Detained Reporter Clare Gillis Says She Is Alive and Well

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Sixteen days after she was detained by the Libyan government, journalist Clare Morgana Gillis made her first direct contact with outsiders in two weeks today, telling her parents in a 15-minute phone call that she is in good health and being held in a women's civilian jail in Tripoli.

Her parents, Jane and Robert Gillis, said they were happy to learn she was safe but are concerned that she has not been released. "We were so relieved to hear from our daughter after having heard nothing for 16 days," Robert said. "We still urgently appeal to the Libyan government to let her come home." He called this a "hopeful first step" in Clare's safe return.

Gillis was detained April 5 while reporting on the situation in Libya for The Atlantic and USA Today. She was taken outside Brega, in eastern Libya, with two other journalists, American reporter James Foley of GlobalPost and Spanish photographer Manuel Bravo of European Pressphoto Agency. The three journalists had been moved to Surte and eventually to Tripoli, where they were kept in a coed military facility for approximately two weeks. Gillis told her parents that they communicated with each other by speaking through emptied-out electrical outlets.

The journalists were split up earlier this week when Gillis was moved to the women's prison, she said. She described the prison uniforms as "pink pajamas" and said most of her fellow inmates spoke only Arabic.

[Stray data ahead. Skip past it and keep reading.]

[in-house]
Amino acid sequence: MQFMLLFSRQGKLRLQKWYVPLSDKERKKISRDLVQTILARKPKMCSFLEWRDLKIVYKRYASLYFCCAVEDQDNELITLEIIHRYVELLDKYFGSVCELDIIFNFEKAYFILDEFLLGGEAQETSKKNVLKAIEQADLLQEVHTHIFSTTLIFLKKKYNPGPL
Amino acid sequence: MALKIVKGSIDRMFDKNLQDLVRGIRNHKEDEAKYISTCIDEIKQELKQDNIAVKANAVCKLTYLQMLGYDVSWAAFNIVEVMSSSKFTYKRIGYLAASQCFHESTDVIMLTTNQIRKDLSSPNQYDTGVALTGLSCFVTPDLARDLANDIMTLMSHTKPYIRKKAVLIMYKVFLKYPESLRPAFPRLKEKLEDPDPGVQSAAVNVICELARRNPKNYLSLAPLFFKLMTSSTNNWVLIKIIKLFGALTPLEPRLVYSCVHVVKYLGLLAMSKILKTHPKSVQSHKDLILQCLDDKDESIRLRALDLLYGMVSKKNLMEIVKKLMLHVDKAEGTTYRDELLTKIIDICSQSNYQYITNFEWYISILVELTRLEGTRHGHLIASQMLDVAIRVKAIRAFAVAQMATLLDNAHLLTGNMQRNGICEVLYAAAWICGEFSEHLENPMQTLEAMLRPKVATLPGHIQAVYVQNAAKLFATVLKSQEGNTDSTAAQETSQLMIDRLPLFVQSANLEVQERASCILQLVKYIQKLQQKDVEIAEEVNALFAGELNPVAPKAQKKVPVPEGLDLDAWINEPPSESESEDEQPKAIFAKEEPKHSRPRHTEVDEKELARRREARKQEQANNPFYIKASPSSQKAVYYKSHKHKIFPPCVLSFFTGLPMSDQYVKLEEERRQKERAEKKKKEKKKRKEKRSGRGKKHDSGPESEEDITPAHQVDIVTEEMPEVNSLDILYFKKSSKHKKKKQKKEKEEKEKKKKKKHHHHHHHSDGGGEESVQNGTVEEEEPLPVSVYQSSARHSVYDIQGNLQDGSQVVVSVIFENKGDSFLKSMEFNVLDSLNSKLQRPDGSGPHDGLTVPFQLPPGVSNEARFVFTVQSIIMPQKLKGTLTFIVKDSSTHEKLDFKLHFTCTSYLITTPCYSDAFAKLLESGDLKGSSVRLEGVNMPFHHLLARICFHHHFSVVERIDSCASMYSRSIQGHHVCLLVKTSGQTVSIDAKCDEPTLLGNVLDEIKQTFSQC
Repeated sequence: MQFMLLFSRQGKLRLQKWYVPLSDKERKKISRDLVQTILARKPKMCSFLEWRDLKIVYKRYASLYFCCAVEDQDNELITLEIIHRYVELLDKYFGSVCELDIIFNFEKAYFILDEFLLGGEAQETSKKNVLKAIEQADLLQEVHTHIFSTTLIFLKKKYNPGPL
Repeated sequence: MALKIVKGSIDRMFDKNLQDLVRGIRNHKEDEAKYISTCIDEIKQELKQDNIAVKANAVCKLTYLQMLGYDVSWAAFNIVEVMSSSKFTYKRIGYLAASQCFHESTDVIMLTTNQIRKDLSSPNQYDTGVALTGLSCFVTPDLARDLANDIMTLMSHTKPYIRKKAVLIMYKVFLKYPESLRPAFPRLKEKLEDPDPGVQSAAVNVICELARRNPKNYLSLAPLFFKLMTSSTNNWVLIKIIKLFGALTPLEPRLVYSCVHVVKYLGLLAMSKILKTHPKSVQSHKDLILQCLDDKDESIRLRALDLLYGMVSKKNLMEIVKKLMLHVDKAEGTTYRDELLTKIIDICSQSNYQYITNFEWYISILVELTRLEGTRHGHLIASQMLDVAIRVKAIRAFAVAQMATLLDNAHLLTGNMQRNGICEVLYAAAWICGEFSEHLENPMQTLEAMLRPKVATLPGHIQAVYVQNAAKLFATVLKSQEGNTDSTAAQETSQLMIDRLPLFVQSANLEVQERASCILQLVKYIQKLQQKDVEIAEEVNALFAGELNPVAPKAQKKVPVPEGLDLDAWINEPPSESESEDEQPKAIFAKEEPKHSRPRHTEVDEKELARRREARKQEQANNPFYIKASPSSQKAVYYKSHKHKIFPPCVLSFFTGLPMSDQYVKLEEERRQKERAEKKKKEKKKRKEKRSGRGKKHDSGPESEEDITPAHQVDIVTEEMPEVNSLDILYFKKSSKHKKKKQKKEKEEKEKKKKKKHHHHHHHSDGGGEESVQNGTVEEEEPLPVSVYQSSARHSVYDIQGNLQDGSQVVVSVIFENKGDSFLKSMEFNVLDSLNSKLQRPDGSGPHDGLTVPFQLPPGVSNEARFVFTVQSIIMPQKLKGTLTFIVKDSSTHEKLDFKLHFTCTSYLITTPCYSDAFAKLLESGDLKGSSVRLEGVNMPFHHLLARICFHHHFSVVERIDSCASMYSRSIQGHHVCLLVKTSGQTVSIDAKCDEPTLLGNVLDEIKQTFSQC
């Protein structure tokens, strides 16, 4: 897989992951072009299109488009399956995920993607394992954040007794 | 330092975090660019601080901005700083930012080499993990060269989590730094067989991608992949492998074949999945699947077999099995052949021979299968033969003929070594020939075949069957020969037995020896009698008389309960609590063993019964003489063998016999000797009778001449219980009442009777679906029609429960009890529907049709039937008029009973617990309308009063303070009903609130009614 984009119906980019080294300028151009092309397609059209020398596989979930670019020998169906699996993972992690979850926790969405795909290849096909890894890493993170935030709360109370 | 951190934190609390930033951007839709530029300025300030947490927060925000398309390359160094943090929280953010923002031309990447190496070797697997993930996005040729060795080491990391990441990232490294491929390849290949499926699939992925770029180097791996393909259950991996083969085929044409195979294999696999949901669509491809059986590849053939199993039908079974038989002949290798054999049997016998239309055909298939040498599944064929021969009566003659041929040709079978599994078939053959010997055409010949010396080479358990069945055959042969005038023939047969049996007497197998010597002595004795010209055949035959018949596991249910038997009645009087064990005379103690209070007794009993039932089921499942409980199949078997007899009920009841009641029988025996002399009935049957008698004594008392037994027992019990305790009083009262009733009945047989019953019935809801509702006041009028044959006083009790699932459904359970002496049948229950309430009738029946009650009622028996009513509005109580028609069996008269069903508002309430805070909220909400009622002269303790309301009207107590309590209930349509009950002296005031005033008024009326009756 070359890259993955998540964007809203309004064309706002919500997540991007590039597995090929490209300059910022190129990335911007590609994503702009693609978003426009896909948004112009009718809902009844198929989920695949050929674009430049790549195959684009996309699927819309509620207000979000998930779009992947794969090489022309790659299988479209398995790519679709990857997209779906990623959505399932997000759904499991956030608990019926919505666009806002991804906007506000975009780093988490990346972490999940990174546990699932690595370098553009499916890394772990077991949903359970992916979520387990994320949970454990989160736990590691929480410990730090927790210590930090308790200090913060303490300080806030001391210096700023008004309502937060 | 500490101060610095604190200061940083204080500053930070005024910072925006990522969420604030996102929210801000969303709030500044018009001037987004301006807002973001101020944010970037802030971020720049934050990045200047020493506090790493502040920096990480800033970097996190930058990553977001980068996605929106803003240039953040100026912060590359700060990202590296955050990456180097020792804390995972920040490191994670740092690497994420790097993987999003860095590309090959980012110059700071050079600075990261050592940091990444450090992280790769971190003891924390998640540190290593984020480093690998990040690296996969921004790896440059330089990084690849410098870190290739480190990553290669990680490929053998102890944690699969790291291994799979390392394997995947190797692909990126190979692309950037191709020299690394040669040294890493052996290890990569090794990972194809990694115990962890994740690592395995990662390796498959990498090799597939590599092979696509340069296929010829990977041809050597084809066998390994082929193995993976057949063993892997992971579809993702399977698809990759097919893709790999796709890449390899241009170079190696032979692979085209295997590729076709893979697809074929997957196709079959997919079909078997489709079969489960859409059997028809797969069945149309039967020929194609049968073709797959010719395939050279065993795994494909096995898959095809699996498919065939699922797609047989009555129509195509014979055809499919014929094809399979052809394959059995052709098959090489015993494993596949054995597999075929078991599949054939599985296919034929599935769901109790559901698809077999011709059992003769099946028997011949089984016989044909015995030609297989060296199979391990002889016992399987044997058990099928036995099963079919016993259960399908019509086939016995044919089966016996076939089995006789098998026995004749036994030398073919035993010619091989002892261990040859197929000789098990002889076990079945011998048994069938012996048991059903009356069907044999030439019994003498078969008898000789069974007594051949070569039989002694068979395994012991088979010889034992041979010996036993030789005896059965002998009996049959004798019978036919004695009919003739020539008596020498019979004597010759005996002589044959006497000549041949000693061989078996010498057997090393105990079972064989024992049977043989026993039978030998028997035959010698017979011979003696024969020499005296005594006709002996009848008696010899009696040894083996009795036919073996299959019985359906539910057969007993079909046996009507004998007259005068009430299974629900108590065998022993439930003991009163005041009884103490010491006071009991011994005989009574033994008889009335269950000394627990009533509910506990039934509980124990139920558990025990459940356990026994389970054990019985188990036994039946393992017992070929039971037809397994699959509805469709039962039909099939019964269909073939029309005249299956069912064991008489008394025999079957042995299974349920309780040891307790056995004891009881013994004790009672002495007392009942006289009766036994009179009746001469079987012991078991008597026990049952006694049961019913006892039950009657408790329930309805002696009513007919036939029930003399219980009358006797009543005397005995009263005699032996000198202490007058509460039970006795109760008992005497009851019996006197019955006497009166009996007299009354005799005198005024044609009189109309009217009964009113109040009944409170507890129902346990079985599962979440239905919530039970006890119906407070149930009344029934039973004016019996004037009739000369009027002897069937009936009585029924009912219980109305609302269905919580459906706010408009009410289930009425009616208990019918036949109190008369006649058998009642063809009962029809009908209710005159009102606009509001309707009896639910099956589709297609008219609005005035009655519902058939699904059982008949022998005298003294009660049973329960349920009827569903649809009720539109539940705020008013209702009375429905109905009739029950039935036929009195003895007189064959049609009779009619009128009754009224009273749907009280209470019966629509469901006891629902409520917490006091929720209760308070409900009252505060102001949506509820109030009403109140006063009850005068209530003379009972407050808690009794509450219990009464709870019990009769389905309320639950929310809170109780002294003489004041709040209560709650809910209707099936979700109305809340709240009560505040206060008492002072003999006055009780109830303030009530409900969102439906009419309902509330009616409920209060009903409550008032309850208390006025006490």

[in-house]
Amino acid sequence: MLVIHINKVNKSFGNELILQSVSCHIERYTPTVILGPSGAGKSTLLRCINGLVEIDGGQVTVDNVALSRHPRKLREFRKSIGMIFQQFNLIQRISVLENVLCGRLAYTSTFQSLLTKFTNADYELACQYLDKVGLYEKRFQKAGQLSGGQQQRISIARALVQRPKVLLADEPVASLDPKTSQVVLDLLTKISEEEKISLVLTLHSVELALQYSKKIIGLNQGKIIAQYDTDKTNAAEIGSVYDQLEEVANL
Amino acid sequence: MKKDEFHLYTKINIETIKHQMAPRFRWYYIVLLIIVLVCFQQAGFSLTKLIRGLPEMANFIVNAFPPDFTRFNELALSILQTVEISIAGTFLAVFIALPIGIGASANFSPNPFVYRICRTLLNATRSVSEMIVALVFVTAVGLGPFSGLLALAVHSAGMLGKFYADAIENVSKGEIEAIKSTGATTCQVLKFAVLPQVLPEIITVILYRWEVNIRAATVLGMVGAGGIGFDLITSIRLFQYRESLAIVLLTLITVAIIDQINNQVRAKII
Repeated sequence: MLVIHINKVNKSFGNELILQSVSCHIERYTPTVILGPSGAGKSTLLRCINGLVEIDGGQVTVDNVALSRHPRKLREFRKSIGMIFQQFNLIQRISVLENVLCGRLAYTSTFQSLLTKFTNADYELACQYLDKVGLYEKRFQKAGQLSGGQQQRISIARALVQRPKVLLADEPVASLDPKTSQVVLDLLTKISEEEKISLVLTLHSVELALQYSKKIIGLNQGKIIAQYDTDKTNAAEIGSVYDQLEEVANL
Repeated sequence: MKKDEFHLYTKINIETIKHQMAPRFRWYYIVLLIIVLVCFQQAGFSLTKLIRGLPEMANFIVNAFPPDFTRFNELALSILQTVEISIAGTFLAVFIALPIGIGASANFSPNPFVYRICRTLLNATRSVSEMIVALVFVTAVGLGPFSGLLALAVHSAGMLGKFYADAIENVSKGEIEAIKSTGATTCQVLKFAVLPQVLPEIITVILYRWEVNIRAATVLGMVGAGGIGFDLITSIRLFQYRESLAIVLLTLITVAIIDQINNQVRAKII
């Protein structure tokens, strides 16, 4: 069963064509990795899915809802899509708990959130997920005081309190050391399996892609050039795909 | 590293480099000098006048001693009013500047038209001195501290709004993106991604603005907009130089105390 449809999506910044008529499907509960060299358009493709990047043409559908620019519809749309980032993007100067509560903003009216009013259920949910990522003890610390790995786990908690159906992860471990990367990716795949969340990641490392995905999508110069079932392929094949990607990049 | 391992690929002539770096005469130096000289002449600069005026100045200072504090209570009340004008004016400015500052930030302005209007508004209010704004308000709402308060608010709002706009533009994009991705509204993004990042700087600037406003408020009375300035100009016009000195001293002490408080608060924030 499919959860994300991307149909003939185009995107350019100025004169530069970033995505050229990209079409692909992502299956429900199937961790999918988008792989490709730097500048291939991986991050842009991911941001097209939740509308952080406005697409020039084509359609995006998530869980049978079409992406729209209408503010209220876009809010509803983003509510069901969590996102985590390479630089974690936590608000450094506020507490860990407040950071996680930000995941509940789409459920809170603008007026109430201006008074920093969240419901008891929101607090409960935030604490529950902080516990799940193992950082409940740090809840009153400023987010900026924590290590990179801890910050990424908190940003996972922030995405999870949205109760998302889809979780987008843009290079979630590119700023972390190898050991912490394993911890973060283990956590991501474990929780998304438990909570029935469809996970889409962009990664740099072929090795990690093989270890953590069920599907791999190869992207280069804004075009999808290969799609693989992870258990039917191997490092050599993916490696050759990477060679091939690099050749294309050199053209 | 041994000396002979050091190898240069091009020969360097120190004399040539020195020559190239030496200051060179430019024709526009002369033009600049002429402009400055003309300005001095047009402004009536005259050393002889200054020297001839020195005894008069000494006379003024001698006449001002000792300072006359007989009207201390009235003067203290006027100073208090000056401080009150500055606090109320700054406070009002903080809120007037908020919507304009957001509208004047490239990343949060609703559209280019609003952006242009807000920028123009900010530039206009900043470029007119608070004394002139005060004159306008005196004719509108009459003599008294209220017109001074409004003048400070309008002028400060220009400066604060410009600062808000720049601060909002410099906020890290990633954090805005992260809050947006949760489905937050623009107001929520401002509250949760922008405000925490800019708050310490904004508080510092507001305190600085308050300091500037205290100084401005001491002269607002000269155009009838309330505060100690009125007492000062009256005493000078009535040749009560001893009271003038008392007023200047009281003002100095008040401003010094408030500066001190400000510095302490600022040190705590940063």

Gillis said that Anton Lazarus Hammerl, a photographer with South African and Austrian citizenship, had not been with them when they were detained. Earlier reports had suggested that Hammerl, who went missing in eastern Libya on the same day, had been traveling with Gillis's group at the time. His location and status remain unknown.

After speaking with their daughter, her parents reported she has not been mistreated. Despite the family's appeals, the Libyan government has still not allowed a foreign diplomat or humanitarian worker to visit Gillis. "We're hopeful but there is a lot more that must happen," Robert said. "This is a first step."

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Max Fisher is a former writer and editor at The Atlantic.

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